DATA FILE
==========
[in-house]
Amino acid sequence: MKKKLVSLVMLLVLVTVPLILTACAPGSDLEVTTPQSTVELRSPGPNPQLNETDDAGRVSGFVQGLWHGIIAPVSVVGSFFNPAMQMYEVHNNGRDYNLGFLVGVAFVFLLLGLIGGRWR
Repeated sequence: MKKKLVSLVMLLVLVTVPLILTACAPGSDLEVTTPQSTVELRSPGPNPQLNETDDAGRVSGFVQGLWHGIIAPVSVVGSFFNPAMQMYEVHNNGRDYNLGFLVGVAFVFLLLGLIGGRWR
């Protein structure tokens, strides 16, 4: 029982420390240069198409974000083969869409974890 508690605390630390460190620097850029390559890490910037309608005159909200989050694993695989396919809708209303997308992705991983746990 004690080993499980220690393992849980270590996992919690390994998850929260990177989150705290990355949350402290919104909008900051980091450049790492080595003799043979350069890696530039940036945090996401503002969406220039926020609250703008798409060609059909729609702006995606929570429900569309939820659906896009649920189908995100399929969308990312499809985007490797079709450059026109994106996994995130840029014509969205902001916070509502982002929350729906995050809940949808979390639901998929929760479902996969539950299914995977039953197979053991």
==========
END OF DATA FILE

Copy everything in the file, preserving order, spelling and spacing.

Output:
[in-house]
Amino acid sequence: MKKKLVSLVMLLVLVTVPLILTACAPGSDLEVTTPQSTVELRSPGPNPQLNETDDAGRVSGFVQGLWHGIIAPVSVVGSFFNPAMQMYEVHNNGRDYNLGFLVGVAFVFLLLGLIGGRWR
Repeated sequence: MKKKLVSLVMLLVLVTVPLILTACAPGSDLEVTTPQSTVELRSPGPNPQLNETDDAGRVSGFVQGLWHGIIAPVSVVGSFFNPAMQMYEVHNNGRDYNLGFLVGVAFVFLLLGLIGGRWR
């Protein structure tokens, strides 16, 4: 029982420390240069198409974000083969869409974890 508690605390630390460190620097850029390559890490910037309608005159909200989050694993695989396919809708209303997308992705991983746990 004690080993499980220690393992849980270590996992919690390994998850929260990177989150705290990355949350402290919104909008900051980091450049790492080595003799043979350069890696530039940036945090996401503002969406220039926020609250703008798409060609059909729609702006995606929570429900569309939820659906896009649920189908995100399929969308990312499809985007490797079709450059026109994106996994995130840029014509969205902001916070509502982002929350729906995050809940949808979390639901998929929760479902996969539950299914995977039953197979053991």